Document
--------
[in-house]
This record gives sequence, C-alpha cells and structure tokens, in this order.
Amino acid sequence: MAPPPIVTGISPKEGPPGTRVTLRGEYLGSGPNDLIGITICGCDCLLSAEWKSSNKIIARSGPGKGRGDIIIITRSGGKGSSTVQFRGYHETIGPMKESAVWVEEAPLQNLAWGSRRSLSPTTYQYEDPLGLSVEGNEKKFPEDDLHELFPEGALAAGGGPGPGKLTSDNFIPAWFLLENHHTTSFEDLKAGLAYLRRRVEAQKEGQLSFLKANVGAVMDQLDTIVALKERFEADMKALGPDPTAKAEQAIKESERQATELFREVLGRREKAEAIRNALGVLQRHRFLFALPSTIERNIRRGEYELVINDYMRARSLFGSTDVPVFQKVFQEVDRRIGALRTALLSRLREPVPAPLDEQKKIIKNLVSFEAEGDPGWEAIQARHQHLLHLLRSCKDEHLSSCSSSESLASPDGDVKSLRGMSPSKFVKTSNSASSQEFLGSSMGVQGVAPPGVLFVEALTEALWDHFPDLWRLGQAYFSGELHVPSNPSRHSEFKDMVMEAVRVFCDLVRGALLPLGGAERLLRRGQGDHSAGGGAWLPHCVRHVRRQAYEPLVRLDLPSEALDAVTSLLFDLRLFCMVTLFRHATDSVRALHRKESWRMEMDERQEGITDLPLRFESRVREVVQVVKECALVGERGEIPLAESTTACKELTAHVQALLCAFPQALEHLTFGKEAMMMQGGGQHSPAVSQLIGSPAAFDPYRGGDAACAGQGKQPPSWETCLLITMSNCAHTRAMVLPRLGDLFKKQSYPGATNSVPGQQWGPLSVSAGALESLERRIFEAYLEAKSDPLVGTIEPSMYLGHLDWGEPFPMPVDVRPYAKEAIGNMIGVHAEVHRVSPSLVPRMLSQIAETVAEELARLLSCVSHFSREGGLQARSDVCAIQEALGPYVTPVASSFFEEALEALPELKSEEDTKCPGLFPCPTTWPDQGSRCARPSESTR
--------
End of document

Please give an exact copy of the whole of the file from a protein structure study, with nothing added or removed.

[in-house]
This record gives sequence, C-alpha cells and structure tokens, in this order.
Amino acid sequence: MAPPPIVTGISPKEGPPGTRVTLRGEYLGSGPNDLIGITICGCDCLLSAEWKSSNKIIARSGPGKGRGDIIIITRSGGKGSSTVQFRGYHETIGPMKESAVWVEEAPLQNLAWGSRRSLSPTTYQYEDPLGLSVEGNEKKFPEDDLHELFPEGALAAGGGPGPGKLTSDNFIPAWFLLENHHTTSFEDLKAGLAYLRRRVEAQKEGQLSFLKANVGAVMDQLDTIVALKERFEADMKALGPDPTAKAEQAIKESERQATELFREVLGRREKAEAIRNALGVLQRHRFLFALPSTIERNIRRGEYELVINDYMRARSLFGSTDVPVFQKVFQEVDRRIGALRTALLSRLREPVPAPLDEQKKIIKNLVSFEAEGDPGWEAIQARHQHLLHLLRSCKDEHLSSCSSSESLASPDGDVKSLRGMSPSKFVKTSNSASSQEFLGSSMGVQGVAPPGVLFVEALTEALWDHFPDLWRLGQAYFSGELHVPSNPSRHSEFKDMVMEAVRVFCDLVRGALLPLGGAERLLRRGQGDHSAGGGAWLPHCVRHVRRQAYEPLVRLDLPSEALDAVTSLLFDLRLFCMVTLFRHATDSVRALHRKESWRMEMDERQEGITDLPLRFESRVREVVQVVKECALVGERGEIPLAESTTACKELTAHVQALLCAFPQALEHLTFGKEAMMMQGGGQHSPAVSQLIGSPAAFDPYRGGDAACAGQGKQPPSWETCLLITMSNCAHTRAMVLPRLGDLFKKQSYPGATNSVPGQQWGPLSVSAGALESLERRIFEAYLEAKSDPLVGTIEPSMYLGHLDWGEPFPMPVDVRPYAKEAIGNMIGVHAEVHRVSPSLVPRMLSQIAETVAEELARLLSCVSHFSREGGLQARSDVCAIQEALGPYVTPVASSFFEEALEALPELKSEEDTKCPGLFPCPTTWPDQGSRCARPSESTR